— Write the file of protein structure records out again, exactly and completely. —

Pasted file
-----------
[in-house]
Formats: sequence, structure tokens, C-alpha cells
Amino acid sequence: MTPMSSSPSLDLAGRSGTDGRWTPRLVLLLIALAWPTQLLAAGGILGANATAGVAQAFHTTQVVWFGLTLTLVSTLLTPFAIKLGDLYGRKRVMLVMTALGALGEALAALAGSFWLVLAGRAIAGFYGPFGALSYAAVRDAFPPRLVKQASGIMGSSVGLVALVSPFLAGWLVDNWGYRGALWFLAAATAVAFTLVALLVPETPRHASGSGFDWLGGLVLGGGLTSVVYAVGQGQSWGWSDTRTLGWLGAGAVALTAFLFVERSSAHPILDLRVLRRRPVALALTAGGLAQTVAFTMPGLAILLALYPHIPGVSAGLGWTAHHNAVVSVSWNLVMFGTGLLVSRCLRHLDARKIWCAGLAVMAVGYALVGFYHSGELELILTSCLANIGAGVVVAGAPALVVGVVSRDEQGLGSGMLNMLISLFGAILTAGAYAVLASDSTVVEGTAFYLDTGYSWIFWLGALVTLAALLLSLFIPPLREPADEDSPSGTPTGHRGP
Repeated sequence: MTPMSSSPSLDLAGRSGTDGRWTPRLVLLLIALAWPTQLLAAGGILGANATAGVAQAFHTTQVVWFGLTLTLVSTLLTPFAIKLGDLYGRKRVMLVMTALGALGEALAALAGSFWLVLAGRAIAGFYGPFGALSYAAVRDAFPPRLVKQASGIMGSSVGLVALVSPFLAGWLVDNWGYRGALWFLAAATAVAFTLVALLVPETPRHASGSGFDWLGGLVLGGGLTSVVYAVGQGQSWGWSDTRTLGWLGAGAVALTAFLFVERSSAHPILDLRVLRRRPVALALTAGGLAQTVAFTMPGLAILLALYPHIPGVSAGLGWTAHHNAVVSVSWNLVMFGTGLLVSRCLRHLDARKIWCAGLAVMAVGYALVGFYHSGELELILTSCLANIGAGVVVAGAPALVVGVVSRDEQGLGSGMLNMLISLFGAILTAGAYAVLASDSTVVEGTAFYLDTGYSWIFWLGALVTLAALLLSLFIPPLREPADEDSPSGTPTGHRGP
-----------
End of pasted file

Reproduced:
[in-house]
Formats: sequence, structure tokens, C-alpha cells
Amino acid sequence: MTPMSSSPSLDLAGRSGTDGRWTPRLVLLLIALAWPTQLLAAGGILGANATAGVAQAFHTTQVVWFGLTLTLVSTLLTPFAIKLGDLYGRKRVMLVMTALGALGEALAALAGSFWLVLAGRAIAGFYGPFGALSYAAVRDAFPPRLVKQASGIMGSSVGLVALVSPFLAGWLVDNWGYRGALWFLAAATAVAFTLVALLVPETPRHASGSGFDWLGGLVLGGGLTSVVYAVGQGQSWGWSDTRTLGWLGAGAVALTAFLFVERSSAHPILDLRVLRRRPVALALTAGGLAQTVAFTMPGLAILLALYPHIPGVSAGLGWTAHHNAVVSVSWNLVMFGTGLLVSRCLRHLDARKIWCAGLAVMAVGYALVGFYHSGELELILTSCLANIGAGVVVAGAPALVVGVVSRDEQGLGSGMLNMLISLFGAILTAGAYAVLASDSTVVEGTAFYLDTGYSWIFWLGALVTLAALLLSLFIPPLREPADEDSPSGTPTGHRGP
Repeated sequence: MTPMSSSPSLDLAGRSGTDGRWTPRLVLLLIALAWPTQLLAAGGILGANATAGVAQAFHTTQVVWFGLTLTLVSTLLTPFAIKLGDLYGRKRVMLVMTALGALGEALAALAGSFWLVLAGRAIAGFYGPFGALSYAAVRDAFPPRLVKQASGIMGSSVGLVALVSPFLAGWLVDNWGYRGALWFLAAATAVAFTLVALLVPETPRHASGSGFDWLGGLVLGGGLTSVVYAVGQGQSWGWSDTRTLGWLGAGAVALTAFLFVERSSAHPILDLRVLRRRPVALALTAGGLAQTVAFTMPGLAILLALYPHIPGVSAGLGWTAHHNAVVSVSWNLVMFGTGLLVSRCLRHLDARKIWCAGLAVMAVGYALVGFYHSGELELILTSCLANIGAGVVVAGAPALVVGVVSRDEQGLGSGMLNMLISLFGAILTAGAYAVLASDSTVVEGTAFYLDTGYSWIFWLGALVTLAALLLSLFIPPLREPADEDSPSGTPTGHRGP